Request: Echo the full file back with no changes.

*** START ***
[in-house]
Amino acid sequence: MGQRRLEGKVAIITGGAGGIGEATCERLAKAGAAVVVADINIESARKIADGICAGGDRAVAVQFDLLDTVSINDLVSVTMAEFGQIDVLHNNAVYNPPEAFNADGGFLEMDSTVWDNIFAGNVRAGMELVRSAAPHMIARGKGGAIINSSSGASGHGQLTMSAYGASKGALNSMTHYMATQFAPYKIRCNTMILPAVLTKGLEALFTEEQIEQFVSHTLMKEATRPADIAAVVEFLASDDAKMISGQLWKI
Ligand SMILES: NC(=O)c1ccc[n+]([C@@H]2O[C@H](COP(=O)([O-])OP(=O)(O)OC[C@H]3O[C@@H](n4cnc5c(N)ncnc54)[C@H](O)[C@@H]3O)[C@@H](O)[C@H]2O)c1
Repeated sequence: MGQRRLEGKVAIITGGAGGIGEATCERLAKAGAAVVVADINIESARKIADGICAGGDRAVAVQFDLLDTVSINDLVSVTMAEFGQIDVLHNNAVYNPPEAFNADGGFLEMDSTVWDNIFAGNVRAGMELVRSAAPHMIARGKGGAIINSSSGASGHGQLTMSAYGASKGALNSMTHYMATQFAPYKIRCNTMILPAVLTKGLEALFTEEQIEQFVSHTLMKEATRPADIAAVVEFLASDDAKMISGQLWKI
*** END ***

[in-house]
Amino acid sequence: MGQRRLEGKVAIITGGAGGIGEATCERLAKAGAAVVVADINIESARKIADGICAGGDRAVAVQFDLLDTVSINDLVSVTMAEFGQIDVLHNNAVYNPPEAFNADGGFLEMDSTVWDNIFAGNVRAGMELVRSAAPHMIARGKGGAIINSSSGASGHGQLTMSAYGASKGALNSMTHYMATQFAPYKIRCNTMILPAVLTKGLEALFTEEQIEQFVSHTLMKEATRPADIAAVVEFLASDDAKMISGQLWKI
Ligand SMILES: NC(=O)c1ccc[n+]([C@@H]2O[C@H](COP(=O)([O-])OP(=O)(O)OC[C@H]3O[C@@H](n4cnc5c(N)ncnc54)[C@H](O)[C@@H]3O)[C@@H](O)[C@H]2O)c1
Repeated sequence: MGQRRLEGKVAIITGGAGGIGEATCERLAKAGAAVVVADINIESARKIADGICAGGDRAVAVQFDLLDTVSINDLVSVTMAEFGQIDVLHNNAVYNPPEAFNADGGFLEMDSTVWDNIFAGNVRAGMELVRSAAPHMIARGKGGAIINSSSGASGHGQLTMSAYGASKGALNSMTHYMATQFAPYKIRCNTMILPAVLTKGLEALFTEEQIEQFVSHTLMKEATRPADIAAVVEFLASDDAKMISGQLWKI